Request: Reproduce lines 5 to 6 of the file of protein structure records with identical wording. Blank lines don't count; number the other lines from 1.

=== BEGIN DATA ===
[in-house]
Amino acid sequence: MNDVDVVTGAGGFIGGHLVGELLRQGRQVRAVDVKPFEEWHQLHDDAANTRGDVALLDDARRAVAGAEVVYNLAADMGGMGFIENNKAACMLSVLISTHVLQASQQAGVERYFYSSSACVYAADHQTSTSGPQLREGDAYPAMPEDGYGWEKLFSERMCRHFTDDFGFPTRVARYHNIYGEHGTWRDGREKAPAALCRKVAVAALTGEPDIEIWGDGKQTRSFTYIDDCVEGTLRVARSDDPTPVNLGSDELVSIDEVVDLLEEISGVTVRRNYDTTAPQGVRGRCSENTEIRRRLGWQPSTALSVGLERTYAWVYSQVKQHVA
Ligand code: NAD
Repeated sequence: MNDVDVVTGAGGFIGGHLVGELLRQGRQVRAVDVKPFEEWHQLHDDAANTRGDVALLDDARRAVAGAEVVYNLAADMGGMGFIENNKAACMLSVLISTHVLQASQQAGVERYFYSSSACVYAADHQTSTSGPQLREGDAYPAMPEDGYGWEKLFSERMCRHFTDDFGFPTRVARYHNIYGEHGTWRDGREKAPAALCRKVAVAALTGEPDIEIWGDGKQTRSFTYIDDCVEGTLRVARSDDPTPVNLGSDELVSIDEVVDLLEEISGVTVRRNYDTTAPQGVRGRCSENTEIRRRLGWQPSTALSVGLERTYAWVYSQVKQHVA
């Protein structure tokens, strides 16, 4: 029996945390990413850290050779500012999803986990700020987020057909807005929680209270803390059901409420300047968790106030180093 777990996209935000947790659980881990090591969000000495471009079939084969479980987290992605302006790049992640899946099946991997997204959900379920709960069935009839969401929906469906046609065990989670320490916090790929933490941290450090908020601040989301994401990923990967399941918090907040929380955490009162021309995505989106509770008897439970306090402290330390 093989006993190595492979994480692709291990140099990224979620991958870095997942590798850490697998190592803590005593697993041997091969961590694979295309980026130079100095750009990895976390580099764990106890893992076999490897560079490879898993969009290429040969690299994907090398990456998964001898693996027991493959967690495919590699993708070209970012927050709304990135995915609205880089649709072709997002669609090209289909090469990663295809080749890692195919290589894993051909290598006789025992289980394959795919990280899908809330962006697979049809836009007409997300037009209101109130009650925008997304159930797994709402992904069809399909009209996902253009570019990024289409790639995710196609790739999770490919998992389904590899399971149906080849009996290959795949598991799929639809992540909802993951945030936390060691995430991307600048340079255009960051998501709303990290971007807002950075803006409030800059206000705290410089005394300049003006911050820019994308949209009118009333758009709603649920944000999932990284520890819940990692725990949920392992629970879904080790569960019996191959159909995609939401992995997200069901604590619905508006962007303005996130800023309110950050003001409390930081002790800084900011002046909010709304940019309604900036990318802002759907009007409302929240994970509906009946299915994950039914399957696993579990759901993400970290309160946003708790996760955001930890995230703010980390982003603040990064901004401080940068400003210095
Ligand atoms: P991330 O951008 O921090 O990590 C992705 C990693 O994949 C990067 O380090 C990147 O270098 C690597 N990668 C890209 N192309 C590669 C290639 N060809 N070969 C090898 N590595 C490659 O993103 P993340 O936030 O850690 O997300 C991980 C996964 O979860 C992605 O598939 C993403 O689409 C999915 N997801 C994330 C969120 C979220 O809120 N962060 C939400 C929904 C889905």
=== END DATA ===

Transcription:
């Protein structure tokens, strides 16, 4: 029996945390990413850290050779500012999803986990700020987020057909807005929680209270803390059901409420300047968790106030180093 777990996209935000947790659980881990090591969000000495471009079939084969479980987290992605302006790049992640899946099946991997997204959900379920709960069935009839969401929906469906046609065990989670320490916090790929933490941290450090908020601040989301994401990923990967399941918090907040929380955490009162021309995505989106509770008897439970306090402290330390 093989006993190595492979994480692709291990140099990224979620991958870095997942590798850490697998190592803590005593697993041997091969961590694979295309980026130079100095750009990895976390580099764990106890893992076999490897560079490879898993969009290429040969690299994907090398990456998964001898693996027991493959967690495919590699993708070209970012927050709304990135995915609205880089649709072709997002669609090209289909090469990663295809080749890692195919290589894993051909290598006789025992289980394959795919990280899908809330962006697979049809836009007409997300037009209101109130009650925008997304159930797994709402992904069809399909009209996902253009570019990024289409790639995710196609790739999770490919998992389904590899399971149906080849009996290959795949598991799929639809992540909802993951945030936390060691995430991307600048340079255009960051998501709303990290971007807002950075803006409030800059206000705290410089005394300049003006911050820019994308949209009118009333758009709603649920944000999932990284520890819940990692725990949920392992629970879904080790569960019996191959159909995609939401992995997200069901604590619905508006962007303005996130800023309110950050003001409390930081002790800084900011002046909010709304940019309604900036990318802002759907009007409302929240994970509906009946299915994950039914399957696993579990759901993400970290309160946003708790996760955001930890995230703010980390982003603040990064901004401080940068400003210095
Ligand atoms: P991330 O951008 O921090 O990590 C992705 C990693 O994949 C990067 O380090 C990147 O270098 C690597 N990668 C890209 N192309 C590669 C290639 N060809 N070969 C090898 N590595 C490659 O993103 P993340 O936030 O850690 O997300 C991980 C996964 O979860 C992605 O598939 C993403 O689409 C999915 N997801 C994330 C969120 C979220 O809120 N962060 C939400 C929904 C889905």